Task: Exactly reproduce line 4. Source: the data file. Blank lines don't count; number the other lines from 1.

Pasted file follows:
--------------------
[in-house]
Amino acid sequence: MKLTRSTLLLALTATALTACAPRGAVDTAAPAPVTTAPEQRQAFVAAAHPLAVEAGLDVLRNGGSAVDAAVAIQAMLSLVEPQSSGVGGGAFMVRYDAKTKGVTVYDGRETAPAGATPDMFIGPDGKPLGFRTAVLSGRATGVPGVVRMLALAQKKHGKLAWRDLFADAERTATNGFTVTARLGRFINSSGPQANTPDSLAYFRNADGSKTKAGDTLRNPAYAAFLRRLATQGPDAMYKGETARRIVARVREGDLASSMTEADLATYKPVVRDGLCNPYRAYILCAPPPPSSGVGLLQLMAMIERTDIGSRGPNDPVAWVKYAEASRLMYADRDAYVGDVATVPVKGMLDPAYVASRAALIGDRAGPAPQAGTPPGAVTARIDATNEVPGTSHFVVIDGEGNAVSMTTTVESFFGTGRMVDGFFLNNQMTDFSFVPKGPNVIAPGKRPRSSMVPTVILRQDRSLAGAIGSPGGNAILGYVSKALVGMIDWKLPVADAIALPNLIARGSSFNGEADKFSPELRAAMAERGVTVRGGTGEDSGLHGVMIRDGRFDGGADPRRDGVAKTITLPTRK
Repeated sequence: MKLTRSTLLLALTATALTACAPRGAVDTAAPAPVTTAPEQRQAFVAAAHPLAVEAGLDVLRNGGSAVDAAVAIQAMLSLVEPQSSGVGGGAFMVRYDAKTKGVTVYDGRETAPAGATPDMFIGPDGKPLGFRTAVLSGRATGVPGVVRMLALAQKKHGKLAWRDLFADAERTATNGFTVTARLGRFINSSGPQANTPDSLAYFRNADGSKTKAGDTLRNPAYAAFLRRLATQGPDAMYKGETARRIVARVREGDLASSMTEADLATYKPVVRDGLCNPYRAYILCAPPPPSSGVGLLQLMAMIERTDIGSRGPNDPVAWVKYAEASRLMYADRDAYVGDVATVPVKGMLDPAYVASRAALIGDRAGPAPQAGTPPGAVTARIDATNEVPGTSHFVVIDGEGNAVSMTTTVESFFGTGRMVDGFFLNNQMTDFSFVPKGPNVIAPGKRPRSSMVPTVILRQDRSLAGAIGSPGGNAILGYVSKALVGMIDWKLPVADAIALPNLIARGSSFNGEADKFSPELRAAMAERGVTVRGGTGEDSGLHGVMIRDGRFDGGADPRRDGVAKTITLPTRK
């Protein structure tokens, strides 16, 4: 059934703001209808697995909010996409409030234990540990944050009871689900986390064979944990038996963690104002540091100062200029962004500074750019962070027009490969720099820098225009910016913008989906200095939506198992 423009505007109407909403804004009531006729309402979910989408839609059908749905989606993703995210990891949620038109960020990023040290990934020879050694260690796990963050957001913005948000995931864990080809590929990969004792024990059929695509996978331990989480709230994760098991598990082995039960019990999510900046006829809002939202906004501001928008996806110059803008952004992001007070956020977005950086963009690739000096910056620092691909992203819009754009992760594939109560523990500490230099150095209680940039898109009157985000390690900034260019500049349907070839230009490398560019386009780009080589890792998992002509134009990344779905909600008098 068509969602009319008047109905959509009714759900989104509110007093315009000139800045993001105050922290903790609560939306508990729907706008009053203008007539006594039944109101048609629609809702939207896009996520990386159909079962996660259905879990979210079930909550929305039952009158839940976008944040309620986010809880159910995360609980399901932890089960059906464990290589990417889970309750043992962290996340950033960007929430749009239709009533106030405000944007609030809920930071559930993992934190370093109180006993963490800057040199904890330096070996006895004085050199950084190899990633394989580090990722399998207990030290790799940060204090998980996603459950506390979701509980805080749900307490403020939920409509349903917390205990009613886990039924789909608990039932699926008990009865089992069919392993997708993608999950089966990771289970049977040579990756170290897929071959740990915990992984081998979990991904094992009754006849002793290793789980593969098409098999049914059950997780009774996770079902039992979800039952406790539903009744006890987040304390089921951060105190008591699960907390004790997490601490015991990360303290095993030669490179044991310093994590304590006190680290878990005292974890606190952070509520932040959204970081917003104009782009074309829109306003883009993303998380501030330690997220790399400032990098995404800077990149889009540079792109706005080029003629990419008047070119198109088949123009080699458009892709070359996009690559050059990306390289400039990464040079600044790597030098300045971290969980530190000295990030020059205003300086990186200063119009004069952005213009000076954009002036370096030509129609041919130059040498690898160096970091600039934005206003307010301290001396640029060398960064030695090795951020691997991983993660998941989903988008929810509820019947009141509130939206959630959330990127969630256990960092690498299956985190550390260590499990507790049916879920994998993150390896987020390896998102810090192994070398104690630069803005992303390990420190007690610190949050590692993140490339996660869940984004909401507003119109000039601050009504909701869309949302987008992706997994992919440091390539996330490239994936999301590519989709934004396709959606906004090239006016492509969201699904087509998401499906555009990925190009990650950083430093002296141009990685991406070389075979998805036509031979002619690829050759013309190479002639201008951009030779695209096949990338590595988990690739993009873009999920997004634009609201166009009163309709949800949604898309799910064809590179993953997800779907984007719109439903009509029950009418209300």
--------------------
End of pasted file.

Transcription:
């Protein structure tokens, strides 16, 4: 059934703001209808697995909010996409409030234990540990944050009871689900986390064979944990038996963690104002540091100062200029962004500074750019962070027009490969720099820098225009910016913008989906200095939506198992 423009505007109407909403804004009531006729309402979910989408839609059908749905989606993703995210990891949620038109960020990023040290990934020879050694260690796990963050957001913005948000995931864990080809590929990969004792024990059929695509996978331990989480709230994760098991598990082995039960019990999510900046006829809002939202906004501001928008996806110059803008952004992001007070956020977005950086963009690739000096910056620092691909992203819009754009992760594939109560523990500490230099150095209680940039898109009157985000390690900034260019500049349907070839230009490398560019386009780009080589890792998992002509134009990344779905909600008098 068509969602009319008047109905959509009714759900989104509110007093315009000139800045993001105050922290903790609560939306508990729907706008009053203008007539006594039944109101048609629609809702939207896009996520990386159909079962996660259905879990979210079930909550929305039952009158839940976008944040309620986010809880159910995360609980399901932890089960059906464990290589990417889970309750043992962290996340950033960007929430749009239709009533106030405000944007609030809920930071559930993992934190370093109180006993963490800057040199904890330096070996006895004085050199950084190899990633394989580090990722399998207990030290790799940060204090998980996603459950506390979701509980805080749900307490403020939920409509349903917390205990009613886990039924789909608990039932699926008990009865089992069919392993997708993608999950089966990771289970049977040579990756170290897929071959740990915990992984081998979990991904094992009754006849002793290793789980593969098409098999049914059950997780009774996770079902039992979800039952406790539903009744006890987040304390089921951060105190008591699960907390004790997490601490015991990360303290095993030669490179044991310093994590304590006190680290878990005292974890606190952070509520932040959204970081917003104009782009074309829109306003883009993303998380501030330690997220790399400032990098995404800077990149889009540079792109706005080029003629990419008047070119198109088949123009080699458009892709070359996009690559050059990306390289400039990464040079600044790597030098300045971290969980530190000295990030020059205003300086990186200063119009004069952005213009000076954009002036370096030509129609041919130059040498690898160096970091600039934005206003307010301290001396640029060398960064030695090795951020691997991983993660998941989903988008929810509820019947009141509130939206959630959330990127969630256990960092690498299956985190550390260590499990507790049916879920994998993150390896987020390896998102810090192994070398104690630069803005992303390990420190007690610190949050590692993140490339996660869940984004909401507003119109000039601050009504909701869309949302987008992706997994992919440091390539996330490239994936999301590519989709934004396709959606906004090239006016492509969201699904087509998401499906555009990925190009990650950083430093002296141009990685991406070389075979998805036509031979002619690829050759013309190479002639201008951009030779695209096949990338590595988990690739993009873009999920997004634009609201166009009163309709949800949604898309799910064809590179993953997800779907984007719109439903009509029950009418209300």